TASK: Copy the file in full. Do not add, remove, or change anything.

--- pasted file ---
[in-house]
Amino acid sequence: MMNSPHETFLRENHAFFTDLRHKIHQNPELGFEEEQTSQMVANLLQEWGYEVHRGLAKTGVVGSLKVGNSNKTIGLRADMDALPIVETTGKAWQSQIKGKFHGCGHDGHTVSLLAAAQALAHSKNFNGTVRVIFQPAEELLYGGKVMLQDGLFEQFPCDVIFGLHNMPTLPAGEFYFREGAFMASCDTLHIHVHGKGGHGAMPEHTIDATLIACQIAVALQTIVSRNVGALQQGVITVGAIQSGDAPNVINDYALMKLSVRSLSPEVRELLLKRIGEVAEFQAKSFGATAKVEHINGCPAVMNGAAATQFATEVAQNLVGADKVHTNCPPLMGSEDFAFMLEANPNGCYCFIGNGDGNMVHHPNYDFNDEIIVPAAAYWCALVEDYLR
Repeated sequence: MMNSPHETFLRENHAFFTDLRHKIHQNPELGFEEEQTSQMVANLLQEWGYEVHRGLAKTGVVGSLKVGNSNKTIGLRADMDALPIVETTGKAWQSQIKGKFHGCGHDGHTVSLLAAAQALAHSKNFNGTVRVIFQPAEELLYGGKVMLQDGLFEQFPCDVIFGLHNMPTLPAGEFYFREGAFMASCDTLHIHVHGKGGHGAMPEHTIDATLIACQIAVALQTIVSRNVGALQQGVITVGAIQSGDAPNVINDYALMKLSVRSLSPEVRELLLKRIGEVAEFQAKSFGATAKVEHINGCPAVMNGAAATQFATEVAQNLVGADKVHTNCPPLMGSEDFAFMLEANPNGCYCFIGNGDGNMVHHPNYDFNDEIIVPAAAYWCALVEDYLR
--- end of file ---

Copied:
[in-house]
Amino acid sequence: MMNSPHETFLRENHAFFTDLRHKIHQNPELGFEEEQTSQMVANLLQEWGYEVHRGLAKTGVVGSLKVGNSNKTIGLRADMDALPIVETTGKAWQSQIKGKFHGCGHDGHTVSLLAAAQALAHSKNFNGTVRVIFQPAEELLYGGKVMLQDGLFEQFPCDVIFGLHNMPTLPAGEFYFREGAFMASCDTLHIHVHGKGGHGAMPEHTIDATLIACQIAVALQTIVSRNVGALQQGVITVGAIQSGDAPNVINDYALMKLSVRSLSPEVRELLLKRIGEVAEFQAKSFGATAKVEHINGCPAVMNGAAATQFATEVAQNLVGADKVHTNCPPLMGSEDFAFMLEANPNGCYCFIGNGDGNMVHHPNYDFNDEIIVPAAAYWCALVEDYLR
Repeated sequence: MMNSPHETFLRENHAFFTDLRHKIHQNPELGFEEEQTSQMVANLLQEWGYEVHRGLAKTGVVGSLKVGNSNKTIGLRADMDALPIVETTGKAWQSQIKGKFHGCGHDGHTVSLLAAAQALAHSKNFNGTVRVIFQPAEELLYGGKVMLQDGLFEQFPCDVIFGLHNMPTLPAGEFYFREGAFMASCDTLHIHVHGKGGHGAMPEHTIDATLIACQIAVALQTIVSRNVGALQQGVITVGAIQSGDAPNVINDYALMKLSVRSLSPEVRELLLKRIGEVAEFQAKSFGATAKVEHINGCPAVMNGAAATQFATEVAQNLVGADKVHTNCPPLMGSEDFAFMLEANPNGCYCFIGNGDGNMVHHPNYDFNDEIIVPAAAYWCALVEDYLR